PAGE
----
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Explaining topic prevalence in answers to open-ended survey questions about climate change


Citizens’ opinions are crucial for action on climate change, but are, owing to the complexity of the issue, diverse and potentially unformed1. We contribute to the understanding of public views on climate change and to knowledge needed by decision-makers by using a new approach to analyse answers to the open survey question ‘what comes to mind when you hear the words ‘climate change’?’. We apply automated text analysis, specifically structural topic modelling2, which induces distinct topics based on the relative frequencies of the words used in 2,115 responses. From these data, originating from the new, nationally representative Norwegian Citizen Panel, four distinct topics emerge: Weather/Ice, Future/Impact, Money/Consumption and Attribution. We find that Norwegians emphasize societal aspects of climate change more than do respondents in previous US and UK studies3,4,5,6. Furthermore, variables that explain variation in closed questions, such as gender and education, yield different and surprising results when employed to explain variation in what respondents emphasize. Finally, the sharp distinction between scepticism and acceptance of conventional climate science, often seen in previous studies, blurs in many textual responses as scepticism frequently turns into ambivalence.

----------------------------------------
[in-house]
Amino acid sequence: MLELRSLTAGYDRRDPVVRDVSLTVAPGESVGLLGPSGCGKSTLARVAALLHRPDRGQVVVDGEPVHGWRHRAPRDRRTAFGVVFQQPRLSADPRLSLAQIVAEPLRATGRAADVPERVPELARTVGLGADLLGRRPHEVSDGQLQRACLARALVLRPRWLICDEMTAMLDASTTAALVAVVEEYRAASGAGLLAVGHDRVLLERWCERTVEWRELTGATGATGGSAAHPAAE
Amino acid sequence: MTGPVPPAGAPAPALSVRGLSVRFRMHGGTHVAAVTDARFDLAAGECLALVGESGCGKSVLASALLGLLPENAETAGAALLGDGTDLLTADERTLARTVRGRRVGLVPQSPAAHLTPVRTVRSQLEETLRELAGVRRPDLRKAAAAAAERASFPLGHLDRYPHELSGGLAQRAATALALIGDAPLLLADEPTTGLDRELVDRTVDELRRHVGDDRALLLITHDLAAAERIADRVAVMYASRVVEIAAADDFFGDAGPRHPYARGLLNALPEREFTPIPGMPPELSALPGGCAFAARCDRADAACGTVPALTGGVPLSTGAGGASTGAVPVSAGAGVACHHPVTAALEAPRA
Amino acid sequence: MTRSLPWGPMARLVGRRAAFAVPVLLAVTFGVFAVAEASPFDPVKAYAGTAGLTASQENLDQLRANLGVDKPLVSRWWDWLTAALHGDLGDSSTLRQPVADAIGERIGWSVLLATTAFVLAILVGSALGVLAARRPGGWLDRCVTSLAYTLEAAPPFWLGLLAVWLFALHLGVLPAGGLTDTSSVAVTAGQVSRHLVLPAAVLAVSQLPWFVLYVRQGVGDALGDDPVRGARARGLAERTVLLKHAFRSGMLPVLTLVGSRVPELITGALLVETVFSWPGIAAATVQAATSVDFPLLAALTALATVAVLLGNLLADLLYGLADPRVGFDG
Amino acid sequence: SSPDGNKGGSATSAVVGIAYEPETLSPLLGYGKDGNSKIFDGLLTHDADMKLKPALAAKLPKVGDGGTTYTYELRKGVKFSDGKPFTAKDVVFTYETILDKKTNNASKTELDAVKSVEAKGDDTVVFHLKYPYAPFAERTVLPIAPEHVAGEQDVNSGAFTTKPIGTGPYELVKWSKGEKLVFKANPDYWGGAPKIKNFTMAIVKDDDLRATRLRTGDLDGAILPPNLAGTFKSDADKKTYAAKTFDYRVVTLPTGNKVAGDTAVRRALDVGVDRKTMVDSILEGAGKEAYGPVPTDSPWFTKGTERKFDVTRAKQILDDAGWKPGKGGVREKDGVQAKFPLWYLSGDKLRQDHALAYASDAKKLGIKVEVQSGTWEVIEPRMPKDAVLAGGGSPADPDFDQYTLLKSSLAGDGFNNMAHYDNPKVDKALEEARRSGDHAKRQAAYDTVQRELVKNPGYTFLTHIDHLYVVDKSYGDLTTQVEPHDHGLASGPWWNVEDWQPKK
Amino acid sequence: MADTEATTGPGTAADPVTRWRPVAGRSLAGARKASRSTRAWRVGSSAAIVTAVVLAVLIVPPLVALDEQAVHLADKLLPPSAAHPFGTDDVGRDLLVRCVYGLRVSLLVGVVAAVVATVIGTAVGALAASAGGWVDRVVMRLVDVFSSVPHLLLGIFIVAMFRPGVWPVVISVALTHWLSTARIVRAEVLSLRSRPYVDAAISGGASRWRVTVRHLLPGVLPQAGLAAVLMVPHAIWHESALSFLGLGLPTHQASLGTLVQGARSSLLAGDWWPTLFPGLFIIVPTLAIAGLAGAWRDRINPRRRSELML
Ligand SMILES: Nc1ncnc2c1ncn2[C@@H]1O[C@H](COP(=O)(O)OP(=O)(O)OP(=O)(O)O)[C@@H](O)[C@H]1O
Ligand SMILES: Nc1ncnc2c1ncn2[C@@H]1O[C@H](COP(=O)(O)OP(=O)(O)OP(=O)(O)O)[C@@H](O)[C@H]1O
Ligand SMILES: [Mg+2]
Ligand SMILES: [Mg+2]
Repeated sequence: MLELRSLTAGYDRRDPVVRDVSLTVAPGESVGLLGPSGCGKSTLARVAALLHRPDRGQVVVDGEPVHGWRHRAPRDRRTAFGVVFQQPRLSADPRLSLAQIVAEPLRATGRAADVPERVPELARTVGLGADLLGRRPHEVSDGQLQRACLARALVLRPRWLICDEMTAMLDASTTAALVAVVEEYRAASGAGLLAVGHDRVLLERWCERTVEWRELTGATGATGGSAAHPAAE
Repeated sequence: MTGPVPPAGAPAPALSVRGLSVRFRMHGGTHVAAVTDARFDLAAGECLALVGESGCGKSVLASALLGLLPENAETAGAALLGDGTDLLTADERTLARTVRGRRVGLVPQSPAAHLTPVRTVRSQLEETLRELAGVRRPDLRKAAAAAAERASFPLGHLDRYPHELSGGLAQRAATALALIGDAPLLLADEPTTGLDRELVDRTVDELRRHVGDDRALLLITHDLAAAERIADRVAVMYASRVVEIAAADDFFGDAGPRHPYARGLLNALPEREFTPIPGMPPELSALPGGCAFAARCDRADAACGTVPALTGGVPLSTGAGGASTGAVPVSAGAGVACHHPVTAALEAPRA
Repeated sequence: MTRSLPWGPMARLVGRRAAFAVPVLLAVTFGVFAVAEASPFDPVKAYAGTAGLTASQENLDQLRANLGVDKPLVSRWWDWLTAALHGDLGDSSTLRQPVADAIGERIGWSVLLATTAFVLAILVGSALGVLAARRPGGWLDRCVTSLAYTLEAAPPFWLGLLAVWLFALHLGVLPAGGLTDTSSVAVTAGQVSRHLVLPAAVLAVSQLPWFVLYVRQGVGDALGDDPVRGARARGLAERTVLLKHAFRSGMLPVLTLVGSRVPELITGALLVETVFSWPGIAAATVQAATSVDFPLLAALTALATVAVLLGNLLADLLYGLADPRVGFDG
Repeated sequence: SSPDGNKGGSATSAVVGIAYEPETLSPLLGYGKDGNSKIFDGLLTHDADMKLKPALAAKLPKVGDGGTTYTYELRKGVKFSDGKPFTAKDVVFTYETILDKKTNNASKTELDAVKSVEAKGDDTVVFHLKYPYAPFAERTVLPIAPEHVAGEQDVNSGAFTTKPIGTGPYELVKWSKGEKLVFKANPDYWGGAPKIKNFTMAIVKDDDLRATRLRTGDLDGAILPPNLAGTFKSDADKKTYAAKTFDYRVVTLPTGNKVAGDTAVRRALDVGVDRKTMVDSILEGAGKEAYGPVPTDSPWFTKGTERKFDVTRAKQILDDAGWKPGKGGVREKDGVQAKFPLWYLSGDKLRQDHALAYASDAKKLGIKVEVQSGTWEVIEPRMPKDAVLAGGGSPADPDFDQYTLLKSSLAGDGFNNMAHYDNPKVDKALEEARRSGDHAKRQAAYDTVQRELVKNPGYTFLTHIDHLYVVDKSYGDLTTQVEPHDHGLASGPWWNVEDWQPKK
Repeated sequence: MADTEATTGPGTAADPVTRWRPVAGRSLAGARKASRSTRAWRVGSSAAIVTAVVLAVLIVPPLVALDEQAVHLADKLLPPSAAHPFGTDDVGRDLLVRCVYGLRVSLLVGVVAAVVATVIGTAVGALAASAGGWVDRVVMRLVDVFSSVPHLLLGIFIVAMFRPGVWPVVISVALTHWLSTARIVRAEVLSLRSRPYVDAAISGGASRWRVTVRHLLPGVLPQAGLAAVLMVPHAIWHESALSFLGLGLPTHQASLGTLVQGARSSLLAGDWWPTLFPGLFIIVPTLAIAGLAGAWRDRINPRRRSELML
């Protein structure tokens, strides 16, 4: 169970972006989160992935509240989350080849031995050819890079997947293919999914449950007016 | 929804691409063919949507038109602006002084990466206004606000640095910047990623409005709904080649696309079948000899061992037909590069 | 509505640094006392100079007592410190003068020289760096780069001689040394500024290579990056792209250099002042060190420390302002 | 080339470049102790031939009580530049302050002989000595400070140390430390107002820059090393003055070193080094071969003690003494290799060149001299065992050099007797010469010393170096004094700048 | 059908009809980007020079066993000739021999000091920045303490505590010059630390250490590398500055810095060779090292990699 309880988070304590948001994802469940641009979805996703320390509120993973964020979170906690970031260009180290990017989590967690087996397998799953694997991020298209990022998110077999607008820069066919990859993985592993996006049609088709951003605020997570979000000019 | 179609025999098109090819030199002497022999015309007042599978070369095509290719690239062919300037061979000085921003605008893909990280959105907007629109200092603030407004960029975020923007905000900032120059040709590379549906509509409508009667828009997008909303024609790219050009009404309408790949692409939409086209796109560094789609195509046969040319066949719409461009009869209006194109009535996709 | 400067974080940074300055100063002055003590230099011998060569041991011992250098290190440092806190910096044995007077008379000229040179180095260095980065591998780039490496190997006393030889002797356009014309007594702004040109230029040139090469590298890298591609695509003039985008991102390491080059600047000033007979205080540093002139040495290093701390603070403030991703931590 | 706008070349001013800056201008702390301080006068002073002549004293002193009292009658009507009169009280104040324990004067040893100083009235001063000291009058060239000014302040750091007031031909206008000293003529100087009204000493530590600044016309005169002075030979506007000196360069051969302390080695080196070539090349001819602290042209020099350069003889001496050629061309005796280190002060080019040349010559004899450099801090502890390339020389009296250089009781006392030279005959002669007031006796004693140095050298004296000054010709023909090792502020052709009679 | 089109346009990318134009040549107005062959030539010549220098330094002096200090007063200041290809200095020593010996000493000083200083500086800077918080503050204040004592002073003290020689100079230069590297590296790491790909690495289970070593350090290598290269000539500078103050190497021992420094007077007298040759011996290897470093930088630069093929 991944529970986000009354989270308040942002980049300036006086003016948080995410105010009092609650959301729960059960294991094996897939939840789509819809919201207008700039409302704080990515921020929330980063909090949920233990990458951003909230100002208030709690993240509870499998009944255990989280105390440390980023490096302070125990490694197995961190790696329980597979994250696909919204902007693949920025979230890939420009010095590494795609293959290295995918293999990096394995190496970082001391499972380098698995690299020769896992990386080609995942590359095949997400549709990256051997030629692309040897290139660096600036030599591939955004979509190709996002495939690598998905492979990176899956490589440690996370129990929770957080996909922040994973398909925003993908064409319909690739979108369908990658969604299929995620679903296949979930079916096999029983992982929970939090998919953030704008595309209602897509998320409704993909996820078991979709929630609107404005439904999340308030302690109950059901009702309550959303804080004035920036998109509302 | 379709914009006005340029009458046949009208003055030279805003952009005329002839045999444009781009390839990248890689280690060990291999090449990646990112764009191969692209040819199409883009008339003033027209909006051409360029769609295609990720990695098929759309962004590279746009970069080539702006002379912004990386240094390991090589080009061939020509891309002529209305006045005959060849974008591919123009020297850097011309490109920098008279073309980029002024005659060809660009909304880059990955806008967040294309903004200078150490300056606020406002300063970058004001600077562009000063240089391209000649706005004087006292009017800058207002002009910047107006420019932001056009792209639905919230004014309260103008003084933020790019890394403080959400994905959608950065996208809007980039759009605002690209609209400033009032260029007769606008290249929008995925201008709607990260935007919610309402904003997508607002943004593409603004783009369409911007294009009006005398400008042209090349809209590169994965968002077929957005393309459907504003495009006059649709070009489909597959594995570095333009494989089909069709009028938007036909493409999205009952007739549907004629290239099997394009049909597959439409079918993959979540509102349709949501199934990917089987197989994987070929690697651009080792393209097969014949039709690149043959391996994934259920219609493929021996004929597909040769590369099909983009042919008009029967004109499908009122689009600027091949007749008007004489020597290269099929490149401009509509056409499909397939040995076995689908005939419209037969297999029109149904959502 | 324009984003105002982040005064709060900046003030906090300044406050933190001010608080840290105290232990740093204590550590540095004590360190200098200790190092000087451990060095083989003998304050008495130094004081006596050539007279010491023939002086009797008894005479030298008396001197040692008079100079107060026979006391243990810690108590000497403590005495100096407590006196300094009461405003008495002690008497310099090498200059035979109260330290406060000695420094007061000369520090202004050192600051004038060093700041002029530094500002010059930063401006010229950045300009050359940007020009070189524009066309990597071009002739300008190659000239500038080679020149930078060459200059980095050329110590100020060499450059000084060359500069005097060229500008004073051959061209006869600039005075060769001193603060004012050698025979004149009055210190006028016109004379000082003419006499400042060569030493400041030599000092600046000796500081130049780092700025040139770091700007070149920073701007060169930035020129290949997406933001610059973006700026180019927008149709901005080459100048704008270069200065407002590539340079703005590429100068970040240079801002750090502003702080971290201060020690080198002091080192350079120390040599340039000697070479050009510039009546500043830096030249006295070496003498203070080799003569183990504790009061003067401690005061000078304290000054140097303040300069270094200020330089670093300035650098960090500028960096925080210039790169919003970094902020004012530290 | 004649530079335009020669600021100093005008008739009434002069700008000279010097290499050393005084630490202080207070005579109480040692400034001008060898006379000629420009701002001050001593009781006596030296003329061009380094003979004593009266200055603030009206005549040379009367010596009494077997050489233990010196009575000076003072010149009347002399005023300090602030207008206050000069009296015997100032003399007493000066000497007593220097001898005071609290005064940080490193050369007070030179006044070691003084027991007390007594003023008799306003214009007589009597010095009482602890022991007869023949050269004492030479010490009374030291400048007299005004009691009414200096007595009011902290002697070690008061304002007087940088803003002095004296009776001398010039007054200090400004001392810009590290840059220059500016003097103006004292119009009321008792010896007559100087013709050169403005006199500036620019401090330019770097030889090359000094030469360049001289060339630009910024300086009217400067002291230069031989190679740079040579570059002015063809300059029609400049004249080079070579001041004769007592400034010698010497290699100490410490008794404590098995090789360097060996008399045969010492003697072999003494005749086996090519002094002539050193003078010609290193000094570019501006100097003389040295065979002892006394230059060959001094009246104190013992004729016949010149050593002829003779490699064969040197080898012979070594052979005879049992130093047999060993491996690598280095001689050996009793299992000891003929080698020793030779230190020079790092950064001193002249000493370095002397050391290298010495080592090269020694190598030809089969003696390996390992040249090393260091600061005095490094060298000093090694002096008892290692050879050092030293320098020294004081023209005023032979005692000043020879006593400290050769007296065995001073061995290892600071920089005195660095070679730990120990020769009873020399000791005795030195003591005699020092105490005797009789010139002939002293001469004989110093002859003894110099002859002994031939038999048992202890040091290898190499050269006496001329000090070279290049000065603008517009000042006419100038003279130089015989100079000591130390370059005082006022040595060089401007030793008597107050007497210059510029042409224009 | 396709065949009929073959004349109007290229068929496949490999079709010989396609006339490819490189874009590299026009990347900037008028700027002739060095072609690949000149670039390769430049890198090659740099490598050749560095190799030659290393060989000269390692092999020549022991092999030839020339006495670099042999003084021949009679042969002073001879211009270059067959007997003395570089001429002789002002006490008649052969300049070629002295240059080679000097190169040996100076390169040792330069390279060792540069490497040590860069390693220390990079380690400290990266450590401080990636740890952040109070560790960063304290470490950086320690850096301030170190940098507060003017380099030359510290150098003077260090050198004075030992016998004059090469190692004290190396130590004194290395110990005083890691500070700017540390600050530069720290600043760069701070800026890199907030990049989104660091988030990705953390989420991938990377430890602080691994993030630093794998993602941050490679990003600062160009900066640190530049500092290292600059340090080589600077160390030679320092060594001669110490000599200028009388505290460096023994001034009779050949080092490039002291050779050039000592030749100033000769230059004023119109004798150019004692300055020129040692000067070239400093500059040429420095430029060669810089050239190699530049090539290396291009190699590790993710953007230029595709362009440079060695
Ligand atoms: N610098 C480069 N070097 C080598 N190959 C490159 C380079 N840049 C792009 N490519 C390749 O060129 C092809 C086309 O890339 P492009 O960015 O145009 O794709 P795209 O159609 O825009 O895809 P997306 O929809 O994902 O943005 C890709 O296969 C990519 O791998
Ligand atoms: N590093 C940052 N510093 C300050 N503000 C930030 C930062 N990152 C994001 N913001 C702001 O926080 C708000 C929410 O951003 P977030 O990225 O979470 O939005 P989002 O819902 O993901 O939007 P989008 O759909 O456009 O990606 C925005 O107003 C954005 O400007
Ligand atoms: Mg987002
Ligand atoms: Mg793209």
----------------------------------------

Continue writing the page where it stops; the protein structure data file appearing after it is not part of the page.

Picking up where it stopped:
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Figure 1: Effects of climate concern and age on topic prevalence.
Figure 2: Effect of gender and education on topic prevalence.


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The Research Council of Norway provided financial support for part of the work under the Lingclim project (grant no. 220654). We are very grateful to B. M. Stewart for support on technical issues related to our structural topic models. We also thank participants at the Norwegian Citizen Panel conference, Bergen, 6–7 November 2014.

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E.T. conceived the study and performed the quantitative analysis. E.T. and K.F. performed the qualitative analysis and structured and wrote the text.

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Correspondence to Endre Tvinnereim.

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The authors declare no competing financial interests.

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Tvinnereim, E., Fløttum, K. Explaining topic prevalence in answers to open-ended survey questions about climate change. Nature Clim Change 5, 744–747 (2015).

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